Who are we kidding option 1 is the real viable job, option 2 is sounding more and more like a problem waiting to blow up in your face.

                    Comment


                    • #11
                      Originally posted by Glenski View Post
                      Looking forward to hearing their story.
                      So I got a response and was once again told that they can provide me with a work visa even though the position will be only 3 days a week. I will be going on Monday or Tuesday to meet with the BOE. Once my visa has been processed, I will update you all again.

                      Originally posted by vallient View Post
                      Who are we kidding option 1 is the real viable job, option 2 is sounding more and more like a problem waiting to blow up in your face.
                      I respect and appreciate your opinion, but I think both options are viable options. Option 1 is just a more traditional and stable job option for traditional and risk averse people. Option 2 involves more risk, but for focused, organized, and determined individuals, it shouldn't be a problem and the potential reward is greater. Also I set my minimum requirements for the freelance quite low, and there are 3 different sources, so if one slows down, the others are there to pick up the slack.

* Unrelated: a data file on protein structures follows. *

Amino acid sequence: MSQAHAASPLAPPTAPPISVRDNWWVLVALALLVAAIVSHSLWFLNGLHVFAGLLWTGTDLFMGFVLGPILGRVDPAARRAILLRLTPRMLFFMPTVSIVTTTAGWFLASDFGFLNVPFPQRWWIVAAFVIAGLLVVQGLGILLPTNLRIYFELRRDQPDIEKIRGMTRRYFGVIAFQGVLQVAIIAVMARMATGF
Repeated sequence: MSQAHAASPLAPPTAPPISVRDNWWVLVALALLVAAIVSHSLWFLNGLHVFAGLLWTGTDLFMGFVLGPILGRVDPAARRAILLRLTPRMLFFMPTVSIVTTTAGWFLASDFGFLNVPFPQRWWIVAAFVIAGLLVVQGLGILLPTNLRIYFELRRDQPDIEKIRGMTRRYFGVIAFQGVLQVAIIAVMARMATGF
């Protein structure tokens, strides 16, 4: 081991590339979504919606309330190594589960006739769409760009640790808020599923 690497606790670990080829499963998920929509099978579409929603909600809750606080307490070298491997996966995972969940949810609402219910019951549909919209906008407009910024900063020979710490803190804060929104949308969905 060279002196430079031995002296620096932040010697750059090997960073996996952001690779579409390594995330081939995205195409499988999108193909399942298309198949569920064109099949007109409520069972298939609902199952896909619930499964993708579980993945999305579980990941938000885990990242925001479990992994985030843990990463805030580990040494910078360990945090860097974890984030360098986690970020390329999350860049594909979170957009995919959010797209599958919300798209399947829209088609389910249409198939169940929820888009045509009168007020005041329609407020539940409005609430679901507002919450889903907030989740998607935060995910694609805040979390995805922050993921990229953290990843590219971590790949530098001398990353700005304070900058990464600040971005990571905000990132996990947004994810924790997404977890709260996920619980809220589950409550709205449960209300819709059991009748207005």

Comment


                      • #12
                        3 days a week (no. of hours = ???)
                        156,000 yen pay (guaranteed, of course?), and you get a work visa?

                        This I have to see!
                        Fill in the no. of hours blank above, and tell us where you live (for the sake of standard of living costs), especially if the visa goes through.

                        Comment


                        • #13
                          Originally posted by hotrod68camaro View Post